When The Lovely Brothers began ten years ago in their hometown of Shoreham, their audience consisted largely of 12-year-olds.

“We used to make cassette albums and sell them to our little brothers,” remembers guitarist Brother Benjamin. “They would go into school and would come back every day with a new bunch of requests.”

Now, having been thrown out of the local village hall where they used to play an annual Christmas show, the band that was started by Ben and his brother Mr Pump has spent the past year playing bigger shows at Brighton’s Komedia.

“We got a new line-up with a new drummer, and things started sounding tighter,” says Ben. “It has been building up for a while I guess.”

With a new album on the cards, set to revisit their best work from the past decade, and plans for a possible Edinburgh Festival Fringe show next year, the future is looking bright for The Lovely Brothers.

And listening to some of the songs on their website from their recent Welcome To Shoreham and We Are Not Amused albums it’s clear to see their appeal could spread much further than just the South Coast.

Their sound combines music hall piano and Bonzo Dog-style musicianship with lyrics about kebabs, Arnold Schwarzenegger, cheap cider and the frustrations of small town life.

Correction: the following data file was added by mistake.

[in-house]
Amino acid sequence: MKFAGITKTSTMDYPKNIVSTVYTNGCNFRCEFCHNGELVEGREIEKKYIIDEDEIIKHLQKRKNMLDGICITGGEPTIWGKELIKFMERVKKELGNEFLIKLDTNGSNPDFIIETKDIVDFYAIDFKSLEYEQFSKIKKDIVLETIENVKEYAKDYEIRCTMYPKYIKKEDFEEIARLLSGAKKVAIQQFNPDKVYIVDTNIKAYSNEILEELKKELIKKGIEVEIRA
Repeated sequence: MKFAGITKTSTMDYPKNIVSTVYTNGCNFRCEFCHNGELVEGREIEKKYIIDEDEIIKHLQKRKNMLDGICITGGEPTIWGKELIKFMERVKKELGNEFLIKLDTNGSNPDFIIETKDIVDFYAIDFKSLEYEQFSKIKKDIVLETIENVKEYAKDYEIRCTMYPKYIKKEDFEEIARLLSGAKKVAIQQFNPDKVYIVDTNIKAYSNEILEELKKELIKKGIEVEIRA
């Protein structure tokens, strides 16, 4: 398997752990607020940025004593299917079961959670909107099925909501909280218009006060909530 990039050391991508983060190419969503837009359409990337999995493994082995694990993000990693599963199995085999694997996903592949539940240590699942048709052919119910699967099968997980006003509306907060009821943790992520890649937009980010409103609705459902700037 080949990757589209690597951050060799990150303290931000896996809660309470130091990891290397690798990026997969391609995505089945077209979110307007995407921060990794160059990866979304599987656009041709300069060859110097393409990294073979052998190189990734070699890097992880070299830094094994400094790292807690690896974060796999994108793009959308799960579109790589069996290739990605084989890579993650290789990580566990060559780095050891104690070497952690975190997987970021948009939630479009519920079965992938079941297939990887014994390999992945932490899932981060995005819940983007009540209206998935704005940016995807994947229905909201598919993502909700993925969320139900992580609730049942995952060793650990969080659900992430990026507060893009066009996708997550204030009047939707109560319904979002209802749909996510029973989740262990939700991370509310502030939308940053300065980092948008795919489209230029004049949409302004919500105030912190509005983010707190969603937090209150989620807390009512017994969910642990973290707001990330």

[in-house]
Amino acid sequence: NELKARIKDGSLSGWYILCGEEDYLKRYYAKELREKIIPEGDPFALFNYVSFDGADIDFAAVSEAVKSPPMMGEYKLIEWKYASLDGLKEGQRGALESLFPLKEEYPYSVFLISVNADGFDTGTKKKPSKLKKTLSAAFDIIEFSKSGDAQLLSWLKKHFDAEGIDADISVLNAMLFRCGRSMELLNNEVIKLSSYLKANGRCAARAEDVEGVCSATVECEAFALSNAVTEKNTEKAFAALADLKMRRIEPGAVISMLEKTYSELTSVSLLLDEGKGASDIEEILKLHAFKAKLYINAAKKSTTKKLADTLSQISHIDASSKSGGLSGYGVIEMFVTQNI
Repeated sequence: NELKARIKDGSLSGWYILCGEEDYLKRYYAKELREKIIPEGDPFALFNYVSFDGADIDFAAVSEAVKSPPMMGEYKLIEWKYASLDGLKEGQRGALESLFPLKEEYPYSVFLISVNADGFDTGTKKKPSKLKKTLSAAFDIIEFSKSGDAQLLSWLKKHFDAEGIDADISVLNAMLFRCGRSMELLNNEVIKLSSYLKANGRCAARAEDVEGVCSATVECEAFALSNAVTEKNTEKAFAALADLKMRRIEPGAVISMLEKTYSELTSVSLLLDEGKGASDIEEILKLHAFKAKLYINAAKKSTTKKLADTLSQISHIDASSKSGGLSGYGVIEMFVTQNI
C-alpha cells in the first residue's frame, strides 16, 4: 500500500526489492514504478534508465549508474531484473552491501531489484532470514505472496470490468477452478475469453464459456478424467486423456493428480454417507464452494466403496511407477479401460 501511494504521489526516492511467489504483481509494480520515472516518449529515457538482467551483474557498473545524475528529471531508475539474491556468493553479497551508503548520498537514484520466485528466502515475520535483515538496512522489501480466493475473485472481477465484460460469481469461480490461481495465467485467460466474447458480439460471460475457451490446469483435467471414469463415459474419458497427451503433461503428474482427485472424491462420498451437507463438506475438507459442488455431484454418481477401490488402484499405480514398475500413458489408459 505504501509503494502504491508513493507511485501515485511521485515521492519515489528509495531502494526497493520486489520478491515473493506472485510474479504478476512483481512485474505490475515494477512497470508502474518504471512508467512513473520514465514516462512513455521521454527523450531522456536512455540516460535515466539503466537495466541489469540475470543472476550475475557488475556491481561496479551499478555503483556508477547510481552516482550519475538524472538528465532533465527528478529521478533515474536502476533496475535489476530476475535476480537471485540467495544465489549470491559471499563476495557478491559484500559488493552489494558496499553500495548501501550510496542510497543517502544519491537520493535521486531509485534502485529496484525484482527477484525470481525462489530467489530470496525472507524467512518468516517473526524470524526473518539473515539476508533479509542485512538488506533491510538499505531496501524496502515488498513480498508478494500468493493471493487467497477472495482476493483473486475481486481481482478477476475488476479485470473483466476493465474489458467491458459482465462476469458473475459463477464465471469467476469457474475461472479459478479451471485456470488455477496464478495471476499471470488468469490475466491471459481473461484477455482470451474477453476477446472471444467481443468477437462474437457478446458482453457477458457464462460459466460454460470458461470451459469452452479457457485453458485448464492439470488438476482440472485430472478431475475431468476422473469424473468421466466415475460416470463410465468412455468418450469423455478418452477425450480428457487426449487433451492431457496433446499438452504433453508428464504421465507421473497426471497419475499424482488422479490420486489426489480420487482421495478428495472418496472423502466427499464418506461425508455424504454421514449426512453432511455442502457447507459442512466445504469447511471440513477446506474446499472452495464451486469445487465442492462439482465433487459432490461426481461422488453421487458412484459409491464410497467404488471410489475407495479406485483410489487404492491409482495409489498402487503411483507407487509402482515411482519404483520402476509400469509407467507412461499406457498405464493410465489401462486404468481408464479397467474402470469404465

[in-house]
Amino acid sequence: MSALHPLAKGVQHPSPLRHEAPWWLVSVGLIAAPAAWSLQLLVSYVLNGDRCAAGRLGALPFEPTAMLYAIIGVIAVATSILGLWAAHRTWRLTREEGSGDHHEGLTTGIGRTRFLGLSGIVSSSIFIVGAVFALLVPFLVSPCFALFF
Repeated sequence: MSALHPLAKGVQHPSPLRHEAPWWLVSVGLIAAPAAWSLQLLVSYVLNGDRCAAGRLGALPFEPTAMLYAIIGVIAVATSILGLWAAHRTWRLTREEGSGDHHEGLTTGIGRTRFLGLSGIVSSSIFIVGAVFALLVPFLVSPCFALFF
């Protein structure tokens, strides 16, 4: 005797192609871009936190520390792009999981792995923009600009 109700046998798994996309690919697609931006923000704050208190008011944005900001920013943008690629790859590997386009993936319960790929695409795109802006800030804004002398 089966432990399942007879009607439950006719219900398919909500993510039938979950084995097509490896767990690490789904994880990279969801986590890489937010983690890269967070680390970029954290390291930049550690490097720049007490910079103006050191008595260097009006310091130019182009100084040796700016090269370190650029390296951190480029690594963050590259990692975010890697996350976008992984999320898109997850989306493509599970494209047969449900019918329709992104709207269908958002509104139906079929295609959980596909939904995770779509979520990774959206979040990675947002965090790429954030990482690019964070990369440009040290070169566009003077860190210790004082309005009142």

The songwriting is divided between Mr Pump and Ben.

“I write the words to the songs and force our singer Scolar to sing them,” says Ben. “He’s a computer programmer which is quite an amusing rock ’n’ roll profession.

“Back in the old days the songs were just lists of things I didn’t like – and some of them still are. Generally it is stuff that p***** me off and stuff I kind of like but know I shouldn’t, like Schwarzenegger.”

That song, On The Ideal Of Manhood, bemoans The Governator’s later period comedies and parodies and longs for a return to his time as a monosyllabic action hero.

It also hints at another of The Lovely Brothers’ obsessions – barbarians.

Ben admits to collecting old VHS copies of the 1980s barbarian subgenre – of which Conan is unarguably the king – and also to an on-off musical project to make a musical about the hairy musclemen.

“I like the idea of a bunch of nerdy guys promoting these really macho thugs,” he says.

But for now the band are putting together their Komedia show, and judging by previous performances anything could happen.

“I like it when you go to a gig and you feel involved. We like confronting an audience and making them aware they are there and participating,” Ben says.

“Mr Pump wears a resuscitation-style mask that has a tube coming out of it where he releases his excess fluids. We did a gig once where we knocked up some George’s Marvellous Medicine stuff that we put in a bag taped to his leg.

“Then we got ten yards of rubber tubing and got the audience to suck up his excess fluid – they were all up for it!”

  • 8pm, tickets £5. Call 0845 2938480.